Have you ever wondered why, when politicians are campaigning for our votes, they promise to represent the people’s interests? And, then, when they step over the threshold that is Congress, they represent political parties and not the people?
That’s what we see in Congress now, and have seen for years, resulting in a divisive split that has strangled compromise and killed common sense.
This strident allegiance to party and not to the people has also stalled any real hope that Congress can settle on how to fix the national debt.
Enter: Fix the Debt, a bipartisan, private, grassroots, business-supported, multi-state campaign to wake up Congress and jangle a repayment plan.
The campaign is chaired by Maya MacGuineas, who is president of the nonprofit Committee for a Responsible Federal Budget, and its members include a range of business, academic, community and political leaders whose motto is “inaction is not an option.”
The campaign, which has raised $40 million to staff coalitions and organize public meetings across the country, is supported by leaders who are, quite simply, scared of the consequences of doing nothing to fix the debt.
Two of those leaders, co-chairing the Maine contingent, are former Democratic Gov. John Baldacci and former Republican Senate President Rick Bennett.
These men say that members of the campaign are, collectively, grasping an opportunity to “bring some maturity and leadership to Congress” in the style of Speaker Tip O’Neill and President Ronald Reagan.
Baldacci and Bennett, who both say they still bear political scars from their shared battle for Congress in 1994, have come together, they say, to join what they believe is a sincere cause to address the inaction of the United States government. That the Fix the Debt campaign can bring conversation and ideas where there is not and are none in Congress.
They also both say that this campaign will give ordinary people a chance to speak up about why fixing the debt is important to them.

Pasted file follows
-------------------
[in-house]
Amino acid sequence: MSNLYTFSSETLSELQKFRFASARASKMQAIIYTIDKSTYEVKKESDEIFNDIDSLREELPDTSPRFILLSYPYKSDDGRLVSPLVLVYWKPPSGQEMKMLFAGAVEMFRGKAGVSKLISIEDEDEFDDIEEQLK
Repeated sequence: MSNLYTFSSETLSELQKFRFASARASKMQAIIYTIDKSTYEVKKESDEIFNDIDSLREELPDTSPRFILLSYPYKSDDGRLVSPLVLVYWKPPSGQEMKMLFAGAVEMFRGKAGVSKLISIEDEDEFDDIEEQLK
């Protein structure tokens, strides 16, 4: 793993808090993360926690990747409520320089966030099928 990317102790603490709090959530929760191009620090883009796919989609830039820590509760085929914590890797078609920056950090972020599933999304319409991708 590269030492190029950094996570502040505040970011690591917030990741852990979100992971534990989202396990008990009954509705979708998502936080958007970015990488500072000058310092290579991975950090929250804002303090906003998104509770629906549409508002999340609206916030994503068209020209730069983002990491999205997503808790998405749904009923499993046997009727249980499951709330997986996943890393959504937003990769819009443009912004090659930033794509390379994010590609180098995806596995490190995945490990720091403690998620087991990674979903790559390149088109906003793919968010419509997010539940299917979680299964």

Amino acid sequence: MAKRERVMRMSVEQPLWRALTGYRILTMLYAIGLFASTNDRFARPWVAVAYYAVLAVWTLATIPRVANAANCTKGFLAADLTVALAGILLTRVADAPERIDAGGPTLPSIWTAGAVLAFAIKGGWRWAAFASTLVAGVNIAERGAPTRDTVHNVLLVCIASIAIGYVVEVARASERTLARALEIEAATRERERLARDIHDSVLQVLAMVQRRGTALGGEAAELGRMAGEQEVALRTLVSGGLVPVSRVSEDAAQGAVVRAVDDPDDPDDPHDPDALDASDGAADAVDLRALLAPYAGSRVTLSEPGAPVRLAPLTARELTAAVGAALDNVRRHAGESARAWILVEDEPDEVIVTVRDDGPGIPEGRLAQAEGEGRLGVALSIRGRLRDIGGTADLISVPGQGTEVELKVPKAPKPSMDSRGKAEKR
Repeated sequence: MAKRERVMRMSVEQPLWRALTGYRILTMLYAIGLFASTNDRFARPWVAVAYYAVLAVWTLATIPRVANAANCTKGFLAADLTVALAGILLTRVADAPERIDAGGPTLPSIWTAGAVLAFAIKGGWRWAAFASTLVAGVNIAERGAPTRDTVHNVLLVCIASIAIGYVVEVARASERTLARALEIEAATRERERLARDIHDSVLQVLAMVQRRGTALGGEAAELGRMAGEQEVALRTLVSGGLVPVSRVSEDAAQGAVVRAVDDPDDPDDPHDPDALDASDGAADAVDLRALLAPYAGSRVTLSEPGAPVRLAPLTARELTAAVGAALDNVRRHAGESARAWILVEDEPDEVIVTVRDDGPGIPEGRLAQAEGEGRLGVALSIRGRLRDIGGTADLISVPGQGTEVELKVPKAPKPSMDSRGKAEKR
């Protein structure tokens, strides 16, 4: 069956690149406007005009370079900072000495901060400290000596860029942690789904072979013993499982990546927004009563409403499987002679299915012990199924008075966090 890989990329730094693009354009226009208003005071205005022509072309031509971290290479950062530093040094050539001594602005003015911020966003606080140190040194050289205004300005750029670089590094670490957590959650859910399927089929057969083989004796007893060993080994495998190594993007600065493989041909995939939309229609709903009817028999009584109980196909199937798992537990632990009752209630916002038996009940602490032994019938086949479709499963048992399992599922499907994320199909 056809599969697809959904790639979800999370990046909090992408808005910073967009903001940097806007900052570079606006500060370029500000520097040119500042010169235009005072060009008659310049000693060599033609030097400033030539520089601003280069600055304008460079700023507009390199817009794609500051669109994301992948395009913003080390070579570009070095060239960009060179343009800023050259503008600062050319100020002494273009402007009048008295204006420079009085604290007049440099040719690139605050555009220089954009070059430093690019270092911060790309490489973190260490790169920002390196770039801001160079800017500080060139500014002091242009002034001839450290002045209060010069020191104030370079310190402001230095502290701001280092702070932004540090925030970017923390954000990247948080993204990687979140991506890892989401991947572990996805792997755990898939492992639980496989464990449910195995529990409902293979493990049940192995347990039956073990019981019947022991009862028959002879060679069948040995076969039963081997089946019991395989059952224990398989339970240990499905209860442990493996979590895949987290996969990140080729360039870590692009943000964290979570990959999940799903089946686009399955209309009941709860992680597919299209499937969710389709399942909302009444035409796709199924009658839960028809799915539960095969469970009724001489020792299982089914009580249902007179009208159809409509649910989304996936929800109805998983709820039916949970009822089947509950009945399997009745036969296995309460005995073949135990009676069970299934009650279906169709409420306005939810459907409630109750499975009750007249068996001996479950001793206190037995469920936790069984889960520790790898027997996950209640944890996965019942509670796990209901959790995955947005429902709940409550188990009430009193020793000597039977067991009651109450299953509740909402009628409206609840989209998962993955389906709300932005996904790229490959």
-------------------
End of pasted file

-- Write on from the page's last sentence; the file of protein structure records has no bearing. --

To do that, Fix the Debt will host a series of public meetings over the next several months, including one scheduled at Thomas College in Waterville and additional meetings to be held in Lewiston, Portland and Bangor. The very best ideas and suggestions from these meetings, and similar meetings to be held in other states, will be compiled into some kind of final recommendation to Congress.
Given the expertise that is being poured into the endeavor, our guess is that the final recommendation will be chock-full of good stuff. It will, certainly, follow the prongs of the existing and worthy Simpson-Bowles proposal since Alan Simpson and Erskine Bowles launched Fix the Debt and organized its financing.
Even if this is a not-so-transparent campaign to gain public support for legislation that has not yet gained traction in Congress, the broad theory of Simpson-Bowles makes sense: Rein in spending, raise revenue and eliminate entitlements to pay down $4 trillion to $6 trillion debt over the next decade.
It’ll be the details that must be hammered out.
The campaign has been called a “corporate charade” and an exercise in back-scratching because it is composed so heavily of business interests, and there is serious suspicion that any solution reached by this group will favor tax breaks over revenue building, and will favor private over public interests.
But, who knows. Maybe, without political division and party cronyism, Fix the Debt can do what Congress won’t: fight for the people and actually fix the debt.
We hope this campaign can do that, but there is a major stumbling block facing it.
Even if the Fix the Debt campaign hammers out absolutely every minuscule detail with perfection, the campaign has no authority to force Congress to implement its recommendations. Congress can, should it wish, accept the recommendations and put them on a shelf, which is just slightly better than ignoring them altogether.
Bennett and Baldacci don’t think that will happen.
They sincerely believe that Congress, once it hears the grassroots cry to reduce the debt, will act. That cry has not yet been heard loudly enough, they said, to get any real attention.
We’ve heard the cry, so it’s hard to believe Congress has not, but elected leaders aren’t exactly leading the charge to fix the debt, so any advice that motivated people outside Congress feel they can offer should be welcomed.
We welcome it and look forward to the insight, compromise and solutions a group of people not burdened by partisanship can accomplish.
Congress has certainly made it clear it is not up to the task.
The opinions expressed in this column reflect the views of the ownership and the editorial board.